And it was said in Johnson v. Hooker, 2 Jones, 29 : “The Act of 1827 makes an indorser liable to the holder of a note as surety. The effect is to put him on the footing of a maker of the note, and to make his liability to the holder *461tlio ñame as if his name was on the face of the note instead of being on the back.”

A clear distinction is marked in all of these cases, except possibly the last, between the surety and the indorser in their relation to each other. While to the holder their liability was the same, as to each other they were essentially different. If the indorser should pay the note he might still erase the indorsement and sue the surety and maker or the joint makers upon the note. If, how'ever, the surety should pay the note, he could not call upon the indorser as a co-surety lor contribution, but his payment operated as a discharge of the indorser from all liability, although by force of the statute he was liable as surety.

In Green v. Greensboro College, 83 N. C., 449, it was held “that payment of interest by the principal upon a note, before it was barred by lapse of time, arrests the operation of the statute of limitation as to all the makers, sureties as well as principal.” In that case the sureties were makers of the note as well as the principal; there was no indorser. “The rule is based upon a community of interest in the makers; payment by one was a payment as to all; part payment by one was an acknowledgment of nonpayment of the balance and bound all, as the part payment enured to the benefit of all.” 2 Greenleaf Ev., sec. 444; Woodhouse v. Simmons, 73 N. C., 30. But, as we have seen, the relation of the surety, who was also one of the makers, and the indorser to each other put them in different classes.

Joint acceptors of a bill constitute a class; drawers another; but there is not such a community of interest between them as that a payment by an acceptor would bind a drawer. The statute confines the act, admission or acknowledgment, as evidence to repel the statute, to the associated partners, obligors and makers of a note. Wood v. Barber, 90 N. C., 76.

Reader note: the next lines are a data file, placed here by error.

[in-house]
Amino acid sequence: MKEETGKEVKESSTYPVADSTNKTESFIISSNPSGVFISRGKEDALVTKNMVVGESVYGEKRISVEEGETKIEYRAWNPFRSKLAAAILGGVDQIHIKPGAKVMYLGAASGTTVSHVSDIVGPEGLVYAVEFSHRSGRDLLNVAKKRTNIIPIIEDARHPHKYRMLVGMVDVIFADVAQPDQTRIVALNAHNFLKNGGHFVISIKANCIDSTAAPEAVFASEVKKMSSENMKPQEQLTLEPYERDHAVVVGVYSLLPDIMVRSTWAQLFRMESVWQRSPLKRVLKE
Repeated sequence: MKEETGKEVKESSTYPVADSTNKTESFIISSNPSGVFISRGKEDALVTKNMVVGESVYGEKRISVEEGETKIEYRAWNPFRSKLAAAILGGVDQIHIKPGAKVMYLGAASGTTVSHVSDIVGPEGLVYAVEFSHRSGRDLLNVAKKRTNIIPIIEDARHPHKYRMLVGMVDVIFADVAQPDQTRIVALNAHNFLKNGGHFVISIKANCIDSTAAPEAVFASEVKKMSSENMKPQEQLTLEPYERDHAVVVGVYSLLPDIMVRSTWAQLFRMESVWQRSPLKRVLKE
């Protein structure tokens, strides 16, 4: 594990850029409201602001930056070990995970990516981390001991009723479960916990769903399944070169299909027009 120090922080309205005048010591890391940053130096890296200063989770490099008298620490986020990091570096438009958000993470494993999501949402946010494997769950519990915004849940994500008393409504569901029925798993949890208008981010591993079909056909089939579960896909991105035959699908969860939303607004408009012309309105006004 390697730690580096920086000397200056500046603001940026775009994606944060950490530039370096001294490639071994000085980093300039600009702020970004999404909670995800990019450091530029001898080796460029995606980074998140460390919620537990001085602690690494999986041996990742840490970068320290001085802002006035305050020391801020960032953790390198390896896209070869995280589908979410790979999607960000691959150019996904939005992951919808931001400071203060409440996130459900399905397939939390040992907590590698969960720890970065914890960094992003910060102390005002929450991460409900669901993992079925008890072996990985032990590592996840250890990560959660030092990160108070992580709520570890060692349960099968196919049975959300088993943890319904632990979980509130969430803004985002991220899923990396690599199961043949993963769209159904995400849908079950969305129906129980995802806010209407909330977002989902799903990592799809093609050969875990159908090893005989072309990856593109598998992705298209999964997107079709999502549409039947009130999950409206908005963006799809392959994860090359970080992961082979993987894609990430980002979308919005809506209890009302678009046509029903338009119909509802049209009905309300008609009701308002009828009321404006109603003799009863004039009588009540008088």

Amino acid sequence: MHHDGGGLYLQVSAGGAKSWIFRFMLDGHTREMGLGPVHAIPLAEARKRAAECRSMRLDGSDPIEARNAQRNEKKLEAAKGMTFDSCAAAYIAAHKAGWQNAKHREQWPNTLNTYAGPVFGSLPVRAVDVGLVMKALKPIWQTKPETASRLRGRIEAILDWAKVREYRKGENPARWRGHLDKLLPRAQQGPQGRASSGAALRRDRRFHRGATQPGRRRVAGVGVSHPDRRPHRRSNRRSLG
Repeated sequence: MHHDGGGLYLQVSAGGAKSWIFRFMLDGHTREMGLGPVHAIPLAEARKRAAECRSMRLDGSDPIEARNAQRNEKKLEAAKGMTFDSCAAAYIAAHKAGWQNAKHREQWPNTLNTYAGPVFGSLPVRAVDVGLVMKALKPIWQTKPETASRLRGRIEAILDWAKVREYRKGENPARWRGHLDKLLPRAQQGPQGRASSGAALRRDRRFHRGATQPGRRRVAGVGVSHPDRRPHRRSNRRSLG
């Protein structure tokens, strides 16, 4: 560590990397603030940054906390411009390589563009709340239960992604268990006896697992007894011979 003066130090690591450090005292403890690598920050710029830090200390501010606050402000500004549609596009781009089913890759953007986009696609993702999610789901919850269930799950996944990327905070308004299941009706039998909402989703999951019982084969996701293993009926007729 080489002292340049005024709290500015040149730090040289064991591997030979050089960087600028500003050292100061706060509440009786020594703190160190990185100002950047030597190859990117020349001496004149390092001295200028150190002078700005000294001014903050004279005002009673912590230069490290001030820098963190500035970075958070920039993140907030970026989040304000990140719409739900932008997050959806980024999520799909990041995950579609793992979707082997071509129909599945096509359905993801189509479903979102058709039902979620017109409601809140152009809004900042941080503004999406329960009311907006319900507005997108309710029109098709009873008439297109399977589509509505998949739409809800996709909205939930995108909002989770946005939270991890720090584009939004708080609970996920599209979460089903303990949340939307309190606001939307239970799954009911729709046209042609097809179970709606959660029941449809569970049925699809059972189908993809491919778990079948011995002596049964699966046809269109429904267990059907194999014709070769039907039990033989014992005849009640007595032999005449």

*462In Goodman v. Litaker, 84 N. C., 8, and Torrence v. Alexander, 85 N. C., 143, there were no indorsers. The sureties whose names appeared upon the bond simply as joint makers desired the benefit of the statute of limitations; and it was held that they must not only prove that they were sureties, but that this fact was known to the obligee or payee.

We conclude that the indorser was not of the same class as the surety, who was a joint maker with the principal, as between themselves, because there was not a community of interest between them; and that a payment by the indorser would not repel the bar of the statute as to the makers.

Indeed, the question as to the relation, between Moore and Daniel Butler as sureties would not arise, because Daniel Butler’s suretyship was not made known to the payee.

The case of Moore v. Goodwin, 109 N. C., 218, simply holds that payment made by a principal upon a bond before the cause of action thereon is barred as to the sureties arrests the operation of the statute. There were in that case no indorsers, and the use of the word “indorsers” in connection with sureties, in the opinion, was unnecessary, and could not be an authority for the position that there is a community of interest between the sureties and indors-ers by virtue of section 50 of The Code.

The decisions of the Court in this State are not in accord with those of many other States upon the effect of payment or acknowledgment by one co-obligor, joint maker or surety upon the others. While we have no disposition to unsettle the law as firmly established in North Carolina, we do not wish to widen the breach and extend the power of one party to a note to bind another by payments in respect to the statute of limitations. We think there is